“Let the dead bury the dead,”  but in this case the dead continues to haunt the present in the form of old battles over symbols of the Civil War.

It’s occurring across the country, but especially in the South as opponents and supporters battle over whether to display confederate monuments, remove the names of former confederate leaders from public building, or if confederate flags should be flown in public spaces.  In North Carolina, there are several fights over erasing the name of segregationists leaders from university buildings.  Is this “whitewashing” the past?  Or as many young African-American students argue it is refusing to praise the racist practices  and public figures from the Jim Crow era.  Students at several campuses in North Carolina are fighting  to have the name of former segregationists Gov. Charles B. Aycock removed a university building.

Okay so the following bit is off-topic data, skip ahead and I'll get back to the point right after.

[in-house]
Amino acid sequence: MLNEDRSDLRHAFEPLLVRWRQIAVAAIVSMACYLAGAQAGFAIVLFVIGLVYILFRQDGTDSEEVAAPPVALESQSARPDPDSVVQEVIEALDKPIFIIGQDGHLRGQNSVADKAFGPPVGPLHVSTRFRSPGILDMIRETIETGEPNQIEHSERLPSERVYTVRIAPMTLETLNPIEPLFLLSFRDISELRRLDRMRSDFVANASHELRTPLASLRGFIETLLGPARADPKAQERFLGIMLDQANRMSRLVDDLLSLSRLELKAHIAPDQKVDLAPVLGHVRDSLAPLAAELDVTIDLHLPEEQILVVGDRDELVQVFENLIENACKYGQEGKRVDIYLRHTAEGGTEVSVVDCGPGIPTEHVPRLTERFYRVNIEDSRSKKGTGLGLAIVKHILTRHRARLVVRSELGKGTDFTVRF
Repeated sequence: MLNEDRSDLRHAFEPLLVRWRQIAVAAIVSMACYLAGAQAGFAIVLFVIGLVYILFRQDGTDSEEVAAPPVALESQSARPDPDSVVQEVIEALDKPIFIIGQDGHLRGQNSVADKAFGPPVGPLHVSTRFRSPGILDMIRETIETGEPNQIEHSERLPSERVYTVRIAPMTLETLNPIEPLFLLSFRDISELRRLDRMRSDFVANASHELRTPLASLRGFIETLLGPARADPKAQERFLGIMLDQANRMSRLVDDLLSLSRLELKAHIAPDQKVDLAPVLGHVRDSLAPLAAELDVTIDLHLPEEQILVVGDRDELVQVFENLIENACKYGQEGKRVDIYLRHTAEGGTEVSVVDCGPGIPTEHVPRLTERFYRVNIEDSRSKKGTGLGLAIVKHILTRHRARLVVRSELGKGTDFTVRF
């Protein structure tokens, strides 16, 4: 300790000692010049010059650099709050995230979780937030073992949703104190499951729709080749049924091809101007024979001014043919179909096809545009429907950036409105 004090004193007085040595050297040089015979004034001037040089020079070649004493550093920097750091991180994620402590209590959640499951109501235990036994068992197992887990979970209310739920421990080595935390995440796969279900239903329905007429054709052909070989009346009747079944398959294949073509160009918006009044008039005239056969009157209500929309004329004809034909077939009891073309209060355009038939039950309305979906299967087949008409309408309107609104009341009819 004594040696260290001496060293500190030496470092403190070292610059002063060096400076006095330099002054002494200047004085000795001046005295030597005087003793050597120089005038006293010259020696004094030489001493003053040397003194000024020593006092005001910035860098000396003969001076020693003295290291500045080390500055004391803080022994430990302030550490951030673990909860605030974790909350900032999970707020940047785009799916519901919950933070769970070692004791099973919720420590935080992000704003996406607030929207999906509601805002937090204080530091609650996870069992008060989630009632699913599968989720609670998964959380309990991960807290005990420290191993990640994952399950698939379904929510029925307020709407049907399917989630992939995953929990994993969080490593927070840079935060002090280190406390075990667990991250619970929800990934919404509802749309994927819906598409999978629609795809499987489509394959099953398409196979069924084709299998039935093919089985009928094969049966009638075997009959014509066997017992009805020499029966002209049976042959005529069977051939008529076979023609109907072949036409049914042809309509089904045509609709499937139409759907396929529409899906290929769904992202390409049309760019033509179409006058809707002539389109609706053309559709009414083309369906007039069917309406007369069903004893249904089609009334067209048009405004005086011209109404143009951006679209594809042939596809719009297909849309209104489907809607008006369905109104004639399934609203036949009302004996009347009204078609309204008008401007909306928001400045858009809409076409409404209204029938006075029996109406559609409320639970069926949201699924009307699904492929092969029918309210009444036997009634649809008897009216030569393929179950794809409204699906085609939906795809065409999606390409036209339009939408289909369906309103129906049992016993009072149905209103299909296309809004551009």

Texas students are also fighting to have the statue of Jefferson Davis removed from their campus.  However the number of sites in Texas, on public and private land that seek to recognize confederate history, is growing.  Supporters claim the right to memorialize confederate heroes, whereas, others see statues and flags of the Civil War era as reminders of an era of racism and oppression.  The Texas Historical Commission is considering the applications for over 1,000 locations that want to honor the confederate dead.

The controversy continues.  The issue is a hot topic across the country from Colorado — where high school students posed with confederate flags and automatic weapons — to California.